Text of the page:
Solo exhibition by Los Angeles-based artist Jacqueline Kiyomi Gork, part of the ongoing exhibition series Control: Technology in Culture
Description Los Angeles-based artist Jacqueline Kiyomi Gork works in sound, installation, and sculpture. Her work is often devised around audio and spatial feedback systems that manipulate the visitor’s awareness of sound and space, incorporating the physical and sonic qualities of surrounding architecture to engage the viewer’s senses. Gork investigates sonic and architectural applications of cybernetic systems in the 20th and 21st centuries to technological design, from anechoic chambers to the military’s use of Long Range Acoustic Device (LRAD) speakers. Reverse engineering those implements of social control; the dissonant spaces she creates uncover how such systems regulate human subjectivity, mobility, and perception.
For her solo exhibition, It Only Happens All of the Time, Gork explores sound’s ability to establish different levels of intimacy. The exhibition’s title points towards the ubiquitous presence of sound in that process, whether it exists at the periphery or center of our awareness. Commissioned by YBCA, Gork’s new installation is an immersive sonic experience that emphasizes the primacy of the embodied experience; one that encourages the visitor to navigate the space through a mode of listening that is both felt and heard. Gork uses sound-absorbing walls in her installation that are inspired by a military or scientific testing facility in which conditions are controlled in order to achieve a particular end result. In contrast to the walls of the installation, which gestures towards a calculated experience, the sculpture Love Seat situated within this contained environment suggests another, more emancipated, arrangement. Surrounded by a multichannel speaker system distributed throughout the gallery, Love Seat encourages visitors to sit and share in a listening experience with others, while maintaining a physical separation. Fostering an exchange between visitors that wavers between proximity and distance, Love Seat parallels how we listen together.
Gork’s other works for the exhibition echo a similar concept—sound as experienced within the body becomes a way to feel with others, and to experience the mechanisms of built space through non-visual means. Her film Everyone Will Be Here Now But Me documents a weekend-long site-specific sound environment Gork created within the empty offices of the Los Angeles Food Center. For the project, Gork composed synthesized tracks in tune with the architectural qualities of the offices, which visitors were able to listen to on their own or through the 3D stereo of binaural microphones monitored through sculptural ears. The film captures visitors wandering through the rooms, while the soundtrack is a composite of the synthesizer recordings and Gork’s own binaural recordings of the space. Her drawings and watercolors more subtly signal the body; wire-like lines protrude and drift through these abstract forms, a reference to the potential for connectivity. Much like the show itself, these strange configurations invite reflection on the many ways the body is instrumentalized through technology.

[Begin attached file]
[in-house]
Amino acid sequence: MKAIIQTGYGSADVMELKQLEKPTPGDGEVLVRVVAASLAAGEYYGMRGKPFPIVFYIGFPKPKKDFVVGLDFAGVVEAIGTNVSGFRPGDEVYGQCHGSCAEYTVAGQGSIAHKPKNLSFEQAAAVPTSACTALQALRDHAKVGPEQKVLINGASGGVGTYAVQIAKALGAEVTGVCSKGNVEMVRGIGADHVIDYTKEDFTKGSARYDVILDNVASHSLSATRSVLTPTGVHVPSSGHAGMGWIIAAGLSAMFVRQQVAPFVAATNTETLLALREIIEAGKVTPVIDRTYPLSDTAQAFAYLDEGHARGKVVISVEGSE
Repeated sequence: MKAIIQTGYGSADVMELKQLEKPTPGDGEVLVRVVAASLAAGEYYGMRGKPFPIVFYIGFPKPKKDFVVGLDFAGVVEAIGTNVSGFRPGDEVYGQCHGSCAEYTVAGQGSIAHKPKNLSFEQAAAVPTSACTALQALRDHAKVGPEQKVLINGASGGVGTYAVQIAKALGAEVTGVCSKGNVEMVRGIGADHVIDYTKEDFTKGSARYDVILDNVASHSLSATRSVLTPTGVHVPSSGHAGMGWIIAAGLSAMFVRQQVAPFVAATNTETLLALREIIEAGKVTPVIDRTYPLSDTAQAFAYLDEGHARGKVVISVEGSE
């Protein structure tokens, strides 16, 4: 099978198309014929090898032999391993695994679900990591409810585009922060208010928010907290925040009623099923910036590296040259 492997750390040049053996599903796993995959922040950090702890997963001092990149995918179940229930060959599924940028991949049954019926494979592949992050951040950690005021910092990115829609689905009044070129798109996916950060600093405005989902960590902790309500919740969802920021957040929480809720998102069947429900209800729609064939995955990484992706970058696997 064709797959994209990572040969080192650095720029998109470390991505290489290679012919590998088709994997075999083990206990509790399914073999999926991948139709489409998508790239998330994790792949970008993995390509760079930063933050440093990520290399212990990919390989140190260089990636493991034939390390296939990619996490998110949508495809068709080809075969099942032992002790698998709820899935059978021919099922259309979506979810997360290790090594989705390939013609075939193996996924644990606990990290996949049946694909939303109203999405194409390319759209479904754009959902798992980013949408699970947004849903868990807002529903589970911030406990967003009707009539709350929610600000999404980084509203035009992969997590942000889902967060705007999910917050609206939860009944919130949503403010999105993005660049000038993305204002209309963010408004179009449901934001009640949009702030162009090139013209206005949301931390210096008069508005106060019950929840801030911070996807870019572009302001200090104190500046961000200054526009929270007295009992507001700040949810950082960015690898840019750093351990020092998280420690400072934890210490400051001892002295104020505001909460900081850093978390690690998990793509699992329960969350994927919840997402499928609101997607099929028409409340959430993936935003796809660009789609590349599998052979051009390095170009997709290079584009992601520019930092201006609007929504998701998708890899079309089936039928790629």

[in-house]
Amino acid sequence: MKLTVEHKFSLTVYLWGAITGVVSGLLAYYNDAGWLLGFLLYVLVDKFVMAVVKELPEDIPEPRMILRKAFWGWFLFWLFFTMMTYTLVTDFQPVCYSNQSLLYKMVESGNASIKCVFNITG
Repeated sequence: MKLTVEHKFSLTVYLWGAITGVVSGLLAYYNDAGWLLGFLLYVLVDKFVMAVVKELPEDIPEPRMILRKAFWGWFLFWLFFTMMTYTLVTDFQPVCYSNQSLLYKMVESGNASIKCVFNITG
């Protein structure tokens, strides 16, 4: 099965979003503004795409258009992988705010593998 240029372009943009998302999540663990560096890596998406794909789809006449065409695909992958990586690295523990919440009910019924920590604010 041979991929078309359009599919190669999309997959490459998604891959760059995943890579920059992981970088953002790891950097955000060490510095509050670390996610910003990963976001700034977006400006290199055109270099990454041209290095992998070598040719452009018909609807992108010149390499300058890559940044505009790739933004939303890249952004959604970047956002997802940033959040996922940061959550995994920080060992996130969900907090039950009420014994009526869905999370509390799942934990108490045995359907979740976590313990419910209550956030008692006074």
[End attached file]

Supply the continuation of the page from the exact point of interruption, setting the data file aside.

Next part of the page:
Control: Technology in Culture is a new series of exhibitions in the Upstairs Galleries showcasing work by emerging and mid-career artists who examine the social, cultural, and experiential implications of technology. The exhibitions in this series seek to prompt timely questions about the profound and far-reaching influence of technology in our daily lives by focusing on artists whose work spans a multitude of disciplines and relates to a diverse set of issues, including architecture, acoustics, psychology, labor, consumerism, the environment, and the military.
The term “control” refers to philosopher Gilles Deleuze’s theory that, as a result of the ever-increasing role of information technology, Michel Foucault’s “disciplinary society” of the 20th century has given way to a “control society” in the 21st century. In contrast to discipline, which molds the individual through confinement in factories, prisons, and schools, control is diffuse, adaptable, and ubiquitous, modulating rather than molding the individual.